Backpacking: The 10 Non-Essentials

You have memorized the Ten Essentials. You know all your local peaks by heart and even some of their elevations. You certainly have a closet full of gear, and by now you understand the basics of backpacking. But here are some bonus tips for making that extended trip into the wild extra enjoyable. I learned many of these lessons the hard way on the Mount Rainier Wonderland trail, a nine-day, 93-mile trek around the most prominent mountain in the contiguous United States.

1. Bring a huge loaf of cheese. Ours stayed fresh and cool for nine days straight despite warm temperatures and a very dusty trail. Cheese predates refrigeration, so it keeps better than you might expect. Side effects may include continuous human off-gassing.

2. Pack lip balm. Unlike the pepperjack, our lips did not stay fresh or cool. Forgetting lip balm was my number one regret of the trip.

3. At camp, plant your trekking poles upright. There is something subconsciously fence-like about upright poles that really makes a campsite feel like home. I think of it as good feng shui. *Do not attempt if deer roam nearby. They’ll slobber on your wrist straps to get at the salt.

4. Biodegradable soap ONLY. If you plan to wash cookware or yourself, packing regular soap means you’ve opted out of Leave No Trace before even starting the trip. Don’t be one of those people.

5. Waterproof your pack. There is no sense in obsessing over a good rain jacket or pants if you’re going to let your extra clothes and gadgets get soaked. Pack covers and dry bags are critical if rain threatens, especially if you’re hanging your food up at night.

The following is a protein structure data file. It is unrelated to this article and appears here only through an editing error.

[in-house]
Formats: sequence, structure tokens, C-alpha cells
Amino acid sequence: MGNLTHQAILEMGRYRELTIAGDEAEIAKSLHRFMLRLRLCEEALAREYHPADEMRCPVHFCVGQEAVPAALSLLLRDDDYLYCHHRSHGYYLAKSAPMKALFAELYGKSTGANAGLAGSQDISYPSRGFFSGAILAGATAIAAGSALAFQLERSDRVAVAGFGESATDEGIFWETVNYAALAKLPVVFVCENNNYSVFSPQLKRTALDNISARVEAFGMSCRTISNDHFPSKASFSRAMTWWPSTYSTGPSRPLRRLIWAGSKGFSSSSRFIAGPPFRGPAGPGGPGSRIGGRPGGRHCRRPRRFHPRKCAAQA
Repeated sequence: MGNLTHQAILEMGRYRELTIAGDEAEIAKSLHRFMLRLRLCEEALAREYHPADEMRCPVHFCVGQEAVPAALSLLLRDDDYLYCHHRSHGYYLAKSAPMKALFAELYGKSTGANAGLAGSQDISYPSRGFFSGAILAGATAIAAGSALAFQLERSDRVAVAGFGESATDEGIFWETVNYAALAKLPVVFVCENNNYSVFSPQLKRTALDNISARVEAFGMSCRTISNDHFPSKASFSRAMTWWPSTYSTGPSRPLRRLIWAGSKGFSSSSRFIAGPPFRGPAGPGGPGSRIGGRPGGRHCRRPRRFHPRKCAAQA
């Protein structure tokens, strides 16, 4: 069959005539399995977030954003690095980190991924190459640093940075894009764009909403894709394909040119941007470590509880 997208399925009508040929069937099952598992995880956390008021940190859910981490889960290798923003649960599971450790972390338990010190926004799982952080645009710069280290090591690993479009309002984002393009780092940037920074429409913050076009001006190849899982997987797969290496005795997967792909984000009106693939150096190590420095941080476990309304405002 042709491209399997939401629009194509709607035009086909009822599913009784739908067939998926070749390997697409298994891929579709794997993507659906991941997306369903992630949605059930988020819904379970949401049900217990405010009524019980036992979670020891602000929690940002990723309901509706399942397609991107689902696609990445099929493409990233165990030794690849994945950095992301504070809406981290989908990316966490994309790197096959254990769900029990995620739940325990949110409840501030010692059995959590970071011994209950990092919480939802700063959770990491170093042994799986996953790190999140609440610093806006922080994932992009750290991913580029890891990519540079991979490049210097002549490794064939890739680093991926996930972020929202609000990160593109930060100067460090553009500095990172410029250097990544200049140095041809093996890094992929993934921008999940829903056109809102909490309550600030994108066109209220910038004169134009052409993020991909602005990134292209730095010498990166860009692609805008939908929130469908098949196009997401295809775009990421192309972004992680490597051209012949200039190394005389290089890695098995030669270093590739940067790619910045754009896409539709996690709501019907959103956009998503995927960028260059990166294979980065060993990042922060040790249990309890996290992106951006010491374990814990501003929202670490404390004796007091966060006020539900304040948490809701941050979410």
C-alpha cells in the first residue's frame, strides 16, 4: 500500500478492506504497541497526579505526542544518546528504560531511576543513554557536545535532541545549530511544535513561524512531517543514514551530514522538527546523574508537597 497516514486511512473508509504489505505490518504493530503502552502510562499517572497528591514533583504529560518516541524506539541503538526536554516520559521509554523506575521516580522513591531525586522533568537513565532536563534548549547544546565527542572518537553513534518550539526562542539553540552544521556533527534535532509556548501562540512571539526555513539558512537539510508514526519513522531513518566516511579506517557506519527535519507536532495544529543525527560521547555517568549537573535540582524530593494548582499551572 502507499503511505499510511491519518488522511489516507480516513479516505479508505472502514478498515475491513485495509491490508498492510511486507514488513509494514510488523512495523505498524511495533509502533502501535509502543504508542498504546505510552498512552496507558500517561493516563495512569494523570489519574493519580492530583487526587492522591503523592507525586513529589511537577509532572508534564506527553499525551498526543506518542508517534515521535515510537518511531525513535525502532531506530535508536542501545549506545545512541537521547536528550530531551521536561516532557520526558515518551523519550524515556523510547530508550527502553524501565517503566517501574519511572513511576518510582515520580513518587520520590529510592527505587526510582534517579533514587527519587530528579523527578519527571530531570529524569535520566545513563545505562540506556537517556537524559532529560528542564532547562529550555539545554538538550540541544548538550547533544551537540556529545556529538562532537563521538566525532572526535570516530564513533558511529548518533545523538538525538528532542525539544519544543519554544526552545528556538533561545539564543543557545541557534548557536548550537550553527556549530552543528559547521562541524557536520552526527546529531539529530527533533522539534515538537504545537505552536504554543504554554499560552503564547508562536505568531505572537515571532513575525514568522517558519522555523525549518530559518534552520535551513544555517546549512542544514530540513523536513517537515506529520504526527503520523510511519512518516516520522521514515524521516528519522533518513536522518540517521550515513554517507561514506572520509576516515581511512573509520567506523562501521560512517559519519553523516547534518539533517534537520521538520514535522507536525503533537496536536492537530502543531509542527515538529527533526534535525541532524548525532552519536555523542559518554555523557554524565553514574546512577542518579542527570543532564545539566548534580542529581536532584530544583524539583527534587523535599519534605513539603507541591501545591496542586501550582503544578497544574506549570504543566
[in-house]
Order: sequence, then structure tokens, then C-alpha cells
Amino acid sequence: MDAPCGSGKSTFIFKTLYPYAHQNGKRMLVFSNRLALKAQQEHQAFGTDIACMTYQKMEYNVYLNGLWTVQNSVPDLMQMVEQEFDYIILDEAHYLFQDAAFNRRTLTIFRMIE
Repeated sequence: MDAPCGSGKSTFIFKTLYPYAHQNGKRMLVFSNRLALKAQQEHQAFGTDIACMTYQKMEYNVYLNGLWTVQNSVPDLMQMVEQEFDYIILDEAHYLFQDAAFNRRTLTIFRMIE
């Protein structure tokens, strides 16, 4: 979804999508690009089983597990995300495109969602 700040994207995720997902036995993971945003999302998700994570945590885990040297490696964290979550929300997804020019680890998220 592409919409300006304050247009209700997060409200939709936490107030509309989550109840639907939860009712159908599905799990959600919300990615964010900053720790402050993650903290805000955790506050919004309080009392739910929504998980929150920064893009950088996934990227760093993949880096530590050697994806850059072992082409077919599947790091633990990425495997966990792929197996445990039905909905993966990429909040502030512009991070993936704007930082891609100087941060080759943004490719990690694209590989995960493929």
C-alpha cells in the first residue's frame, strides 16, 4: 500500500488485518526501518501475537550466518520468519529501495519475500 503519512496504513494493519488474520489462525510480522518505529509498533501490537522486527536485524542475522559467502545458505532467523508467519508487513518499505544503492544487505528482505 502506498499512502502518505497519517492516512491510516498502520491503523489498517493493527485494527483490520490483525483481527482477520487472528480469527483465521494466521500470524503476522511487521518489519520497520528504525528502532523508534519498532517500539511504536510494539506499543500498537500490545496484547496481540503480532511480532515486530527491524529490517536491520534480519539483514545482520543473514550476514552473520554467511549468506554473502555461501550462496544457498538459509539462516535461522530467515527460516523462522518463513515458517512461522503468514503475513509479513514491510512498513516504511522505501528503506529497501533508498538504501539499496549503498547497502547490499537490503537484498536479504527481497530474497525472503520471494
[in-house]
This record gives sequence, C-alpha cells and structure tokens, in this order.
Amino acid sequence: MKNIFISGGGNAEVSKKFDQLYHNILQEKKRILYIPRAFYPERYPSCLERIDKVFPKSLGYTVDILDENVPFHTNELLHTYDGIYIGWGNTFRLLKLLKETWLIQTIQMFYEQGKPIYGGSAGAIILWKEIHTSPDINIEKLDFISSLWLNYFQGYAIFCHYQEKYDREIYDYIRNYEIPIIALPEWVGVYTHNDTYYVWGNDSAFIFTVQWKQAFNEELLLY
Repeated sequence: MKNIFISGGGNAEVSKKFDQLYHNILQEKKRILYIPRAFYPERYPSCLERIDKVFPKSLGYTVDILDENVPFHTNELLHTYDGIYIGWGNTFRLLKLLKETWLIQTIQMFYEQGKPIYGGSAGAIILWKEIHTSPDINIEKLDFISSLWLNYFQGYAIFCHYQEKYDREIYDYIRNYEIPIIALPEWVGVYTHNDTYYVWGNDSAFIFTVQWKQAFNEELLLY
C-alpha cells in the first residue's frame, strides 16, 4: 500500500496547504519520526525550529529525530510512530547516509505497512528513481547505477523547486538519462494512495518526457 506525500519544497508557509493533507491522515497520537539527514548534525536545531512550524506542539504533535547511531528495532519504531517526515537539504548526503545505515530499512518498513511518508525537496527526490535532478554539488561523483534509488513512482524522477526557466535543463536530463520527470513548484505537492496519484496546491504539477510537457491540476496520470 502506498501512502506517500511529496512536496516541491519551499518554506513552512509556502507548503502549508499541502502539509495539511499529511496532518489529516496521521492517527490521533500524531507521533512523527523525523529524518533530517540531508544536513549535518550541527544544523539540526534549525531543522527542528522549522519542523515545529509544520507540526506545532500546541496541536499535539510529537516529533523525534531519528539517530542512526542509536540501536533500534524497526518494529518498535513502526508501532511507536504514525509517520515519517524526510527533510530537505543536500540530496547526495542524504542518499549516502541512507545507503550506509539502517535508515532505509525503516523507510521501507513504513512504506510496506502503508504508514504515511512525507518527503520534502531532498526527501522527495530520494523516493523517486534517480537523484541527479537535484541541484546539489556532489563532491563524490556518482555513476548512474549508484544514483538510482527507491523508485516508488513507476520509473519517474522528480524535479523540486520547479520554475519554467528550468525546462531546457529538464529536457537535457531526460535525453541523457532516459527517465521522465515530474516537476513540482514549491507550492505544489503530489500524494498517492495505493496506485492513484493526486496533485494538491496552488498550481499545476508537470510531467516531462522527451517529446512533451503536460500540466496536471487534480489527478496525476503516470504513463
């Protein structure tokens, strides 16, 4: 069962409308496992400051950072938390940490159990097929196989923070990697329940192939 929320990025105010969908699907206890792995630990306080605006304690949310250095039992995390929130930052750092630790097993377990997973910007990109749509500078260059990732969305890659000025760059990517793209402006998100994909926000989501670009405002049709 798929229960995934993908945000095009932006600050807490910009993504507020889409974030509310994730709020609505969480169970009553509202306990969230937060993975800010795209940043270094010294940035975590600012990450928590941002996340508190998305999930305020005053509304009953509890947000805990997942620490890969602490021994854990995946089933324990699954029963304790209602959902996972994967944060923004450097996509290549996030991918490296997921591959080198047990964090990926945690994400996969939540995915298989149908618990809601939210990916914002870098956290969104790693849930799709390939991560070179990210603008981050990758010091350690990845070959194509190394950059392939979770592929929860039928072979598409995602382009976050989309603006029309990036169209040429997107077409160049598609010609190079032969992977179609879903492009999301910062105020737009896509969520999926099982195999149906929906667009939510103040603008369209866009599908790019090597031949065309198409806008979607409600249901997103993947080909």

6. No novels. These were the heaviest items we never used. Hiking, eating, looking around and sleeping will more than occupy your time. If you get bored, just take a side trip. Guidebooks are an exception to this rule.

7. Carry extra trash bags. I’m talking about two-gallon, freezer-grade Ziplocs. An overflowing garbage bag is not worth the risk. One of these bags should last one person four days.

8. Four days’ worth of food per cache is ideal. We found four days’ worth of food to be the maximum we could schlep comfortably up 4,000 feet of steep trail in a day. Eight-day trip, one cache; twelve days, two caches. For ten days, well, how strong are your legs?

9. Water pump filtration is too slow for groups. We spent countless hours waiting as twelve Nalgenes filled with clean water, one measly ounce at a time. Get drops or a UV light.

10. Dinner is best held at a viewpoint. Okay, so this isn’t a physical object, but it is still the most important tip here. There’s no sense spending your evening in a forested campsite when there is a nearby mountainscape, waterfall or cliff face to ogle while you picnic. But remember to set up the tent if you plan on dining through sunset.